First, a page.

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HELPING YOUR HORSE TO SELF-REGULATE THEIR BODY TEMPERATURE + RUGS, SHELTER & FUEL.

In our work assisting horse owners, we frequently receive inquiries about temperature control for horses in the Southern Hemisphere. Thus, I decided to provide some insights on this topic here...

 

RUGS: While rugs have their place in providing weather protection for horses, it is intensely important not to overrug ANY horse at ANY time! But not to leave them to shiver either, so it's a case of finding a sensible balance.....

 

It is important for us to understand that horses are not simply large humans, nor do we need to treat them as such, therefore just because you might be freezing your butt off when out in the paddock with your many layers of clothing on, as sadly, most of us dedicated horse owners often endure, this doesn't mean that your horse is feeling the cold in the same way as you do-so feel his chest, and check under his mane for heat, as most of the time most horses will be ok without a rug.

Because as hard as that is to get your head around-it really is bad for the horse's health to rug them unnecessarily. This is because it prevents them from using their natural abilities to self-regulate their own temperature, by piloerection, which is to stand the hairs up in order to trap air within the coat to allow temperature adaption for meeting different weather conditions.

As over-rugging can seriously affect a horse's health, causing problems in their central nervous system, skin and core, as well as that of all of their vital organs.

You only have to imagine for a moment what it must be like to be naked from the waist down on a really cold day whilst wearing a woollen vest up top-it's not a good combination and causes confusion to the body to have two opposing temperatures, so this is also a very good reason on why not to over rug horses.

Plus horses just don't feel the cold like we do, as they hold heat far more efficiently than us due to their larger body mass along with their hardy coats, which even includes breeds that aren't always thought of as being weather hard such as the arabs, and some minis, and thoroughbreds etc... too 🙂

Therefore, the only risk of cold for most horses is if they get cold when they are wet, and soaked to the skin, which prevents piloerection of the hairs on the coat, and it is this that can have a serious consequence for their core temperature.

This is why you should not rug a wet horse, so please make sure to give them a really good rub down to dry them off before putting the rug on as wet skin and rugs can cause a lot of hassles and risk to health for horses and should be avoided at all costs.

Unfortunately, waterproof rugs are needed unless you can provide some shelter, in the form of trees, or offer your horse some weather protection such as by being able to get up against a wall or hedge perhaps ....and out of the driving rain and cold wind...or into an open-fronted stable, or barn etc....so you may need to rug…. along with supplying a source of fuel to make body heat 24/7 in the form of hay, which can be done in our slow feed hay nets-please see the link below for these, then this would be the correct time to rug.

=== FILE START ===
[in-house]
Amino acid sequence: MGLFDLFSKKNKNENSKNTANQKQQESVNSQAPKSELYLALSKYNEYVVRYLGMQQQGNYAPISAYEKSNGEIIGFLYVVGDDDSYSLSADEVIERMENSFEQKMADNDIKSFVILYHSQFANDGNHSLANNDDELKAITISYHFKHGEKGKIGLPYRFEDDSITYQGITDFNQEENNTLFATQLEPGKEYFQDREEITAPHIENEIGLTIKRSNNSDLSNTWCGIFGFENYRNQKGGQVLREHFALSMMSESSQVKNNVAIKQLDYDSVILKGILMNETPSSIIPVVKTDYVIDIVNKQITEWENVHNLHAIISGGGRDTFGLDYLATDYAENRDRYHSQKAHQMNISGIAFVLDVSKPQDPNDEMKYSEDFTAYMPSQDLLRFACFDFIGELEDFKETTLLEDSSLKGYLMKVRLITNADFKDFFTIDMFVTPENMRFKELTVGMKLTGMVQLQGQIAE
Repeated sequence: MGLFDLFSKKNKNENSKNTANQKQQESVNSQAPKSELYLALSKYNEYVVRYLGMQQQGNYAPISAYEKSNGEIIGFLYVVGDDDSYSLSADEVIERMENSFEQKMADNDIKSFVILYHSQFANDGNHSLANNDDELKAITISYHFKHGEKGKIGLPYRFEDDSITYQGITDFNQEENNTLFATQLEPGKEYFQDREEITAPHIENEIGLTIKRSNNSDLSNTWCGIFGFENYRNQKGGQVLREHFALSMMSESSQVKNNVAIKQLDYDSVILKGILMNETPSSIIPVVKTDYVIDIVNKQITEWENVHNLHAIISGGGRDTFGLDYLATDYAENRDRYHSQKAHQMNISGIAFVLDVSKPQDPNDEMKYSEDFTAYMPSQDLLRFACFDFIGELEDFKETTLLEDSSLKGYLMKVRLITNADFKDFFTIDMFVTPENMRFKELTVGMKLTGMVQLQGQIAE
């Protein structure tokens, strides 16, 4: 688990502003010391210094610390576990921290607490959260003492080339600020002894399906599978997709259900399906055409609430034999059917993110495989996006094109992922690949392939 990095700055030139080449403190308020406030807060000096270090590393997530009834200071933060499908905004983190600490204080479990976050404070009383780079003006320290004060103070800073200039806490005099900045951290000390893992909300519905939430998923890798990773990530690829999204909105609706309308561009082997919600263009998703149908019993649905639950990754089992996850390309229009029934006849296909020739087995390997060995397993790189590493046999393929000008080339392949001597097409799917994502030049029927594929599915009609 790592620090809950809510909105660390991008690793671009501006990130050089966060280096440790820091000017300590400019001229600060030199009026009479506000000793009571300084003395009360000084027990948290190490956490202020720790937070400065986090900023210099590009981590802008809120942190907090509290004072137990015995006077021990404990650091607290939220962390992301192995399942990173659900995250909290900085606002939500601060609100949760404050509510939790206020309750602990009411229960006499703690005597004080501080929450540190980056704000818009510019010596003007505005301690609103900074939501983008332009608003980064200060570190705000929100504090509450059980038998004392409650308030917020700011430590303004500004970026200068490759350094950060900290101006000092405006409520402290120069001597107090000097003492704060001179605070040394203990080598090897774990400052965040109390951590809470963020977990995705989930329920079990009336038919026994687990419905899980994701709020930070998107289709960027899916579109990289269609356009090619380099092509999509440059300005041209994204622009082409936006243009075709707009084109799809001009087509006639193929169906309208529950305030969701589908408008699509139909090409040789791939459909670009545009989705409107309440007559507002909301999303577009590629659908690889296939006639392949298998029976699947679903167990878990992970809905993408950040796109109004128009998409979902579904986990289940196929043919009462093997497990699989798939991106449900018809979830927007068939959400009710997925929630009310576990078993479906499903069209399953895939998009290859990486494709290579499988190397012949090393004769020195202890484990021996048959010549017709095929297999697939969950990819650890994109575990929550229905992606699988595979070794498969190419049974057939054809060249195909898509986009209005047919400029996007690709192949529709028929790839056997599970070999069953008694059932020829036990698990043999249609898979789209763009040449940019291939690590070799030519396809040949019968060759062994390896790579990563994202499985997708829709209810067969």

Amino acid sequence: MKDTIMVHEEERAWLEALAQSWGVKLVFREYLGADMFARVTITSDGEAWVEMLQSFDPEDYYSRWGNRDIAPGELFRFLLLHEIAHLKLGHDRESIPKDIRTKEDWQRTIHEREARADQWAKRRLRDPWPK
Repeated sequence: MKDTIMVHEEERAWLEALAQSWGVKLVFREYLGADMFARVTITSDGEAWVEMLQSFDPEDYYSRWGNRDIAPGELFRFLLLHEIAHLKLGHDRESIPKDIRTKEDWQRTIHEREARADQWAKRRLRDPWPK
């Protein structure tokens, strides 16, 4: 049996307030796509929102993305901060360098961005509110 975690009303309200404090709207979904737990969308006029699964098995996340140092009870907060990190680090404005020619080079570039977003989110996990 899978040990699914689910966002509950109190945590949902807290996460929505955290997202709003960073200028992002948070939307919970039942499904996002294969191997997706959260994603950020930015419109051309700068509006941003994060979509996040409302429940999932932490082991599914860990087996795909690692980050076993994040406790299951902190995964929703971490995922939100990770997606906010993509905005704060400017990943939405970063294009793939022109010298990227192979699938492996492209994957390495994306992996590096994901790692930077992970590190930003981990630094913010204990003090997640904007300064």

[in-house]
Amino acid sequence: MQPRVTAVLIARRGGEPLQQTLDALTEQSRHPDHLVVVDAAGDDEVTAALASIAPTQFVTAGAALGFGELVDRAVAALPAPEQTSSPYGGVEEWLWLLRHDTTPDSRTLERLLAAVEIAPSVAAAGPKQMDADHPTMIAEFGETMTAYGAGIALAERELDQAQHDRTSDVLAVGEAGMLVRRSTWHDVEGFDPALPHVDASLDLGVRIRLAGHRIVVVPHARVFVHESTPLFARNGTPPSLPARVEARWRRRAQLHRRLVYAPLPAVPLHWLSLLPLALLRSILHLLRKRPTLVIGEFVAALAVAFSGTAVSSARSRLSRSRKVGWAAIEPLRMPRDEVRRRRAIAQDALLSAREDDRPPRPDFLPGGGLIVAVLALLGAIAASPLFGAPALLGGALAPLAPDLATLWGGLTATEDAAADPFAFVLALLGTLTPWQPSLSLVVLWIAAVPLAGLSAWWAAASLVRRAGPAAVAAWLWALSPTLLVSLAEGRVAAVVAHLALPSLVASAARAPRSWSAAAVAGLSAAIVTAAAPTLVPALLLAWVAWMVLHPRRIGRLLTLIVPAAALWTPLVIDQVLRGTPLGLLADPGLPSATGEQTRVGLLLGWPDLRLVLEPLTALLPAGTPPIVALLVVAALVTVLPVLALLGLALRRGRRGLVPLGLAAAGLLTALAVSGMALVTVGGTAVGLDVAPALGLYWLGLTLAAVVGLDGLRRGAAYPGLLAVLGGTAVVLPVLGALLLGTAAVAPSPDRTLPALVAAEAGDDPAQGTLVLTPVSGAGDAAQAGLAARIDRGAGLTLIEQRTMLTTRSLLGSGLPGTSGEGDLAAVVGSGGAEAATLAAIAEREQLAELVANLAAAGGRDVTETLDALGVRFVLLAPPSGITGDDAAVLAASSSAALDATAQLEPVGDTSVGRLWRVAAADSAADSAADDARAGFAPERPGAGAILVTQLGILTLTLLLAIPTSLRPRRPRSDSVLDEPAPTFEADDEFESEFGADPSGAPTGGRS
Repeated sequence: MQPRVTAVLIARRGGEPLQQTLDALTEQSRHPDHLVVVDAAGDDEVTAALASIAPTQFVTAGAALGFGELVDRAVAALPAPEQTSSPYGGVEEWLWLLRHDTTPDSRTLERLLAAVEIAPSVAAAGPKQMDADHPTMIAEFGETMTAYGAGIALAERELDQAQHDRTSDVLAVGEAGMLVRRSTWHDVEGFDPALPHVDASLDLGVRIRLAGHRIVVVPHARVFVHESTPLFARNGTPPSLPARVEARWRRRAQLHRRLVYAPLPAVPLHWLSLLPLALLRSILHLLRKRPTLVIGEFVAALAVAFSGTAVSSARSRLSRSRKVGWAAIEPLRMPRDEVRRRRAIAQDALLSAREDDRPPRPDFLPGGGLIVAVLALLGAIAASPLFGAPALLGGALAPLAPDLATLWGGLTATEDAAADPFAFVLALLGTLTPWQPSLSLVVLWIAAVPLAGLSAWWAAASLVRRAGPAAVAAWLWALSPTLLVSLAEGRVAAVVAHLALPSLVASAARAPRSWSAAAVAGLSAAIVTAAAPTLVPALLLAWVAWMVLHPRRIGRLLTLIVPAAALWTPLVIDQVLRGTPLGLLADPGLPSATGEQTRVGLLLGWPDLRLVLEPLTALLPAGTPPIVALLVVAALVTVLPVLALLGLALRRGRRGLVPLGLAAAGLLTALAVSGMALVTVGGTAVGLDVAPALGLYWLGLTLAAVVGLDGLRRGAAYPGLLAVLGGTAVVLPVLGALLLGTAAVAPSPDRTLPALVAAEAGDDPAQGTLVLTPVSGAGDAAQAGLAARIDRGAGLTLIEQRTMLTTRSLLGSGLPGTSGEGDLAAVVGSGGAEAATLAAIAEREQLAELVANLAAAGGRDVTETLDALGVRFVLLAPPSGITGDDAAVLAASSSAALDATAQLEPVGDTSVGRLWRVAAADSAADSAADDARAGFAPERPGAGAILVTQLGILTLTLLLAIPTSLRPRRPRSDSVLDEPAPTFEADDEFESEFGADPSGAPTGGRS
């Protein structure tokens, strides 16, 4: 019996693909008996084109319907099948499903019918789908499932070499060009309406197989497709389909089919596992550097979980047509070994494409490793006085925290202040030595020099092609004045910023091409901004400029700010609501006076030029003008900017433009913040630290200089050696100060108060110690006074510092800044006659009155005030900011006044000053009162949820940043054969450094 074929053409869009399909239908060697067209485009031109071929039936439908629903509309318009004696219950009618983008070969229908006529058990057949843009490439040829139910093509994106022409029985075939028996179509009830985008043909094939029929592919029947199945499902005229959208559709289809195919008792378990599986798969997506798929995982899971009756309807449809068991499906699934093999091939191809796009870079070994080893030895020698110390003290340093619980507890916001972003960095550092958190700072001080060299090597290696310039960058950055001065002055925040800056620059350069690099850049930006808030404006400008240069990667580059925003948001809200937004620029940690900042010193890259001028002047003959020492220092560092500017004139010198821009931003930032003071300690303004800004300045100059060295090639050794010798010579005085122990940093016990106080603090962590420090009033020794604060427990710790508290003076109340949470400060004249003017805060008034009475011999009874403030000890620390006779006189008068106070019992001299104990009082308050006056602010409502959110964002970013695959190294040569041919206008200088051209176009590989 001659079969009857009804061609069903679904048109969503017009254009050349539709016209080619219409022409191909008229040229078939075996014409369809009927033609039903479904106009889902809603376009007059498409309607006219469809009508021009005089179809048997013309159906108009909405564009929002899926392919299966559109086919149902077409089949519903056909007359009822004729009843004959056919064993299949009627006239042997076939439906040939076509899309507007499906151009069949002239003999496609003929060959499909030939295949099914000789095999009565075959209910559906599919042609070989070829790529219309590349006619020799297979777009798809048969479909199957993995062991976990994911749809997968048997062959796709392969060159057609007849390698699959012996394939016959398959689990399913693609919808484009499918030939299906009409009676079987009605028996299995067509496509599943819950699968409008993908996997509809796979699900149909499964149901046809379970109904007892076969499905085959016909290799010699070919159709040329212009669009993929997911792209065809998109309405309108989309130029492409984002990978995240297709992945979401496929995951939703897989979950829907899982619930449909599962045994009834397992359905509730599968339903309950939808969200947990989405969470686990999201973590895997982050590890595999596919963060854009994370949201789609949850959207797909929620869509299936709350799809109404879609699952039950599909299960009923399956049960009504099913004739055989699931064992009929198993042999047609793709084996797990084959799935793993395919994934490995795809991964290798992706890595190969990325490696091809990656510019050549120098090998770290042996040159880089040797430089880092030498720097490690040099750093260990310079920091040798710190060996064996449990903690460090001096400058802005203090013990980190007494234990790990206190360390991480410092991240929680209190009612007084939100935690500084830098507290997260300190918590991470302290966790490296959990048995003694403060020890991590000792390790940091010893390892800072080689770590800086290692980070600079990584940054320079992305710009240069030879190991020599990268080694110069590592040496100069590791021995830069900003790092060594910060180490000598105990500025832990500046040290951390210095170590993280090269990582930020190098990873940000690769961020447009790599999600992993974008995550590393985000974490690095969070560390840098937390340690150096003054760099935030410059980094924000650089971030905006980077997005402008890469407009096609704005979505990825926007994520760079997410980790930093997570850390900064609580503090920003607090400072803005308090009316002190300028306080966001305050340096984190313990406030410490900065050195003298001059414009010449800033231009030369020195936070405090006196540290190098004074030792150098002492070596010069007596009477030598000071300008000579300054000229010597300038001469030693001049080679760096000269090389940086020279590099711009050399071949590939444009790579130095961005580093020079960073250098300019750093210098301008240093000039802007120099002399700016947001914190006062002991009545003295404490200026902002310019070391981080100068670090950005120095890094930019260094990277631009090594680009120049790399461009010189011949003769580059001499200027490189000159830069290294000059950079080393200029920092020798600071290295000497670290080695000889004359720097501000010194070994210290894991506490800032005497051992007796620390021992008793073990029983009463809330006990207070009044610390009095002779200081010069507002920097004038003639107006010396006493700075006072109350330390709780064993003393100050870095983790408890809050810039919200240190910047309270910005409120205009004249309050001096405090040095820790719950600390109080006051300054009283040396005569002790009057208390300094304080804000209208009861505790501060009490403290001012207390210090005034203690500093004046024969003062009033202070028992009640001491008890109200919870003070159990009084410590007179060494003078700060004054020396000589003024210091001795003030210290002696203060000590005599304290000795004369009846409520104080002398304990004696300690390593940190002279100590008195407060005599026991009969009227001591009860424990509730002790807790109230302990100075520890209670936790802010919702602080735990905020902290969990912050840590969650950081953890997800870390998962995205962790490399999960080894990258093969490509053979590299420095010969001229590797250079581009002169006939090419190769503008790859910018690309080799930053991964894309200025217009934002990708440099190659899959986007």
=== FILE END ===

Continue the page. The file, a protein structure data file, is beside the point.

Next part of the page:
But we ask for you to be aware that as a prey animal whose psyche is based on their ability to flee danger, a rugless horse is a lot happier and healthier for it .....as rugs are too restricting for movement for most horses to enjoy wearing them...

So to recap for a healthy balance :

1- Rugs can be a good item of protection if used mindfully

2-Feed hay 24/7 in a slow feed hay net to supply a constant trickle of fuel to help your horse generate body heat to help keep them warm during cold periods, which also as an added bonus helps with good digestion and to reduce sugars otherwise being eaten in green grass 🙂

3-Provide shelter if possible and/or a light waterproof rug 🙂

4-Only rug when it's needed when it's actually cold for the horse, and not just when it's cold for us humans, as horses are way hardier than us 🙂.

5-Do not over rug-so no doonas or thick fills etc...unless you have an ageing horse or one who is low in body condition or is sick etc..🙂

6-be aware that clipped horses or old or sick horses may need to be rugged earlier than other horses during the colder months 🙂

7-Take the rug off regularly to check body condition and provide freedom and air for the horse's skin and to allow species-appropriate behaviours etc...🙂

8-The horse doesn't care about the trendy pattern on the cover so don't fall for the marketing hype-buy a good rug based on its practicality.

9-Please remove the rug when the weather improves 🙂

10-Do not leave your horse to shiver at any time 🙂

We hope this will help you achieve the balance regarding rugging for happier horses 🙂

 

 

See our link for slow-feed haynets 🙂

www.naturalhorse.co.nz/slow-feed-haynets

Natural Horse NZ

rug info.jpg
Our horses getting tucked under the trees to protect them from the cold
Gandalf doing well in his winter coat-see how cold it is by my daughters clothes and our horses are coping fine without rugs in minus 1 conditions but they do have shelter and 24/7 access to hay so it’s about finding a balance
Otto shown sheltering in one of our field shelters, whilst eating hay from our slow-feeding haynets for fuel to help him generate body heat to keep warm
Building open fronted shelters to allow the horses to come and go as they please is what we decided upon for our weather protection
These are called Cool Heat Rugs , which use an intelligent design that has rubber stoppers to keep the rug off the horses skin-they are the best winter rugs in my opinion...highly recommended
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